Like everyone else, the Hispanic community breathed a sigh of relief when the House passed legislation late on Tuesday to avert a tax increase for households making less than $450,000. Latinos are now bracing for the next stage of the fight on spending, hoping to protect government investments in workers, education, and infrastructure.
But that doesn't mean Hispanics have forgotten about immigration, the issue that brought them to the forefront of politics and is expected to take center stage this year if President Obama gets his way.
For their part, White House officials know that they can't wait for easier political times to push on immigration. With 72 percent of Hispanics casting their votes for Obama in November, the White House's political clout on immigration is the strongest it's going to get. "You can't wait for a completely cloudless day to enjoy the sun," said Angela Kelley, vice president of immigration policy at the Center for American Progress.
White House officials have a little bit of time — maybe a month or two — to figure
out how they want to roll out Obama's immigration plan, which would include a path to citizenship for undocumented immigrants and stronger enforcement of illegal-immigrant labor. On the one hand, they don't want to hand their critics talking points that say the White House is offering lip service only, Kelley said. On the other hand, they don't want to appear as though they are writing legislation without input from Congress.
The high-stakes fiscal-cliff poker game has thus far has dominated Washington, to the exclusion of everything else. Hispanics have watched every turn of development on the budget and tax debate because it affects them; they will account for 80 percent of workforce growth between now and 2050, according to the National Council of La Raza. But immigration is never a forgotten topic.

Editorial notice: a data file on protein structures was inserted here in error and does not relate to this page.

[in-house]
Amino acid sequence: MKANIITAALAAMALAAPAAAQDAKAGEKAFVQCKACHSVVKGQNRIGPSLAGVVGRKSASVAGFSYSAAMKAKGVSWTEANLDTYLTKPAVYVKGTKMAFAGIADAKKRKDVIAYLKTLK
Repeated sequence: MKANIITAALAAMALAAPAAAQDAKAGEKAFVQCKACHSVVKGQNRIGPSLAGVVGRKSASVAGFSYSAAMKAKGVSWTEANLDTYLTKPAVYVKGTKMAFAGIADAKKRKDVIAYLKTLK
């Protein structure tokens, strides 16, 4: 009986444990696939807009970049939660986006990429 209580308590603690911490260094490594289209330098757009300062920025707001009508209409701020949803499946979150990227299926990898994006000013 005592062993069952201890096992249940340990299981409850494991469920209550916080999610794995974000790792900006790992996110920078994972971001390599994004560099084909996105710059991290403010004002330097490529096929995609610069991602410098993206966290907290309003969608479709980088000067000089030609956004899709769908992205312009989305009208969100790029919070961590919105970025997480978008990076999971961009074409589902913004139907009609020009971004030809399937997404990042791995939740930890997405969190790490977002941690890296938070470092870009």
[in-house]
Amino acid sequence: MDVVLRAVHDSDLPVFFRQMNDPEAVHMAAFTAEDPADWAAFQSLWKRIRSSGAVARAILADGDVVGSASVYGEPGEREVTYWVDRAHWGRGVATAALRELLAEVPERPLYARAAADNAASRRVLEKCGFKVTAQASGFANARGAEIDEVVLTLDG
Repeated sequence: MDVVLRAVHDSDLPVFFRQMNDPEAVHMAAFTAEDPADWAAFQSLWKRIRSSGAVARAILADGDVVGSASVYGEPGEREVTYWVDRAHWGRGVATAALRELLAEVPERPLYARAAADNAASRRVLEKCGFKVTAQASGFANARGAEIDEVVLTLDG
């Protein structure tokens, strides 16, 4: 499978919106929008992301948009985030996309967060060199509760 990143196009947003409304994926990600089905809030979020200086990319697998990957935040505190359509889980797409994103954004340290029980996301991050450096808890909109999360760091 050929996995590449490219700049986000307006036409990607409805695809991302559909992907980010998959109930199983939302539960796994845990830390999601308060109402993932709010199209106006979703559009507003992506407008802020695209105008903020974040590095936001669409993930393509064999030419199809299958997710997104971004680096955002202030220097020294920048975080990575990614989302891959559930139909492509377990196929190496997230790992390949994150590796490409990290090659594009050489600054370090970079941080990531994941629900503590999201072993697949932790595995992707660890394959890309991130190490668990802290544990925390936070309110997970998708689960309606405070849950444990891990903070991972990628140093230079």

"The economy is on their minds, but immigration is in their hearts," said Janis Bowdler, the director of NCLR's Wealth-Building Policy Project. "In the polls, economy and jobs are always the No. 1 issue. Where politicians land on immigration and how they talk about it can shape the voters' views and reactions."
NCLR is in constant contact with its grassroots affiliates around the country on any number of pocketbook issues: mortgage assistance, student aid, Social Security. Some 700 NCLR members joined a conference call before Christmas to learn about the stakes for Latinos in the fiscal-cliff debate. "We have a tremendous response in our community to understand what is going on here. It builds off of the enthusiasm from the election," Bowdler said.
The postelection importance of Hispanics means there will more attention to immigration, even as the budget wars rage on. "It was like "˜Whoa, we just did that,' " Bowdler said of the Hispanic voter turnout. "It's that engagement and power that the community is really growing into."
This article appeared in the Thursday, January 3, 2013 edition of National Journal Daily.
This article is part of our Next America: Communities project, which is supported by a grant from Emerson Collective.
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